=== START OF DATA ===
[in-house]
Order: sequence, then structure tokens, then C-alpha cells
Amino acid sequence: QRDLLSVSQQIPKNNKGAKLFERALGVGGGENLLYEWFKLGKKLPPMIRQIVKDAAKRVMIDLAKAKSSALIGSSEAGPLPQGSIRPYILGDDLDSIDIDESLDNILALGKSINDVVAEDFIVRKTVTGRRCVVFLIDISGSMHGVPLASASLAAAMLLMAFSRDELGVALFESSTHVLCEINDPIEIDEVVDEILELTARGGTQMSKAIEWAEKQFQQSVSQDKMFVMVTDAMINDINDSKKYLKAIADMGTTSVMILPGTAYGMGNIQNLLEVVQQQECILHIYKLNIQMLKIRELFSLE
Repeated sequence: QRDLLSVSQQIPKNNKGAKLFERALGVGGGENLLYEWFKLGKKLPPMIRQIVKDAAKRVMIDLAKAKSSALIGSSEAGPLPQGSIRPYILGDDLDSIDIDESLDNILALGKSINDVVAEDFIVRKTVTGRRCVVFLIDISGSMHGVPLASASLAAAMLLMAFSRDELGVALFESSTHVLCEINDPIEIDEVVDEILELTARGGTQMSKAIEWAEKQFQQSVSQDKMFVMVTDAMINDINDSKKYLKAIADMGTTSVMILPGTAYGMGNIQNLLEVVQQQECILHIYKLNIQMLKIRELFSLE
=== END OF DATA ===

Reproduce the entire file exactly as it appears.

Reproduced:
[in-house]
Order: sequence, then structure tokens, then C-alpha cells
Amino acid sequence: QRDLLSVSQQIPKNNKGAKLFERALGVGGGENLLYEWFKLGKKLPPMIRQIVKDAAKRVMIDLAKAKSSALIGSSEAGPLPQGSIRPYILGDDLDSIDIDESLDNILALGKSINDVVAEDFIVRKTVTGRRCVVFLIDISGSMHGVPLASASLAAAMLLMAFSRDELGVALFESSTHVLCEINDPIEIDEVVDEILELTARGGTQMSKAIEWAEKQFQQSVSQDKMFVMVTDAMINDINDSKKYLKAIADMGTTSVMILPGTAYGMGNIQNLLEVVQQQECILHIYKLNIQMLKIRELFSLE
Repeated sequence: QRDLLSVSQQIPKNNKGAKLFERALGVGGGENLLYEWFKLGKKLPPMIRQIVKDAAKRVMIDLAKAKSSALIGSSEAGPLPQGSIRPYILGDDLDSIDIDESLDNILALGKSINDVVAEDFIVRKTVTGRRCVVFLIDISGSMHGVPLASASLAAAMLLMAFSRDELGVALFESSTHVLCEINDPIEIDEVVDEILELTARGGTQMSKAIEWAEKQFQQSVSQDKMFVMVTDAMINDINDSKKYLKAIADMGTTSVMILPGTAYGMGNIQNLLEVVQQQECILHIYKLNIQMLKIRELFSLE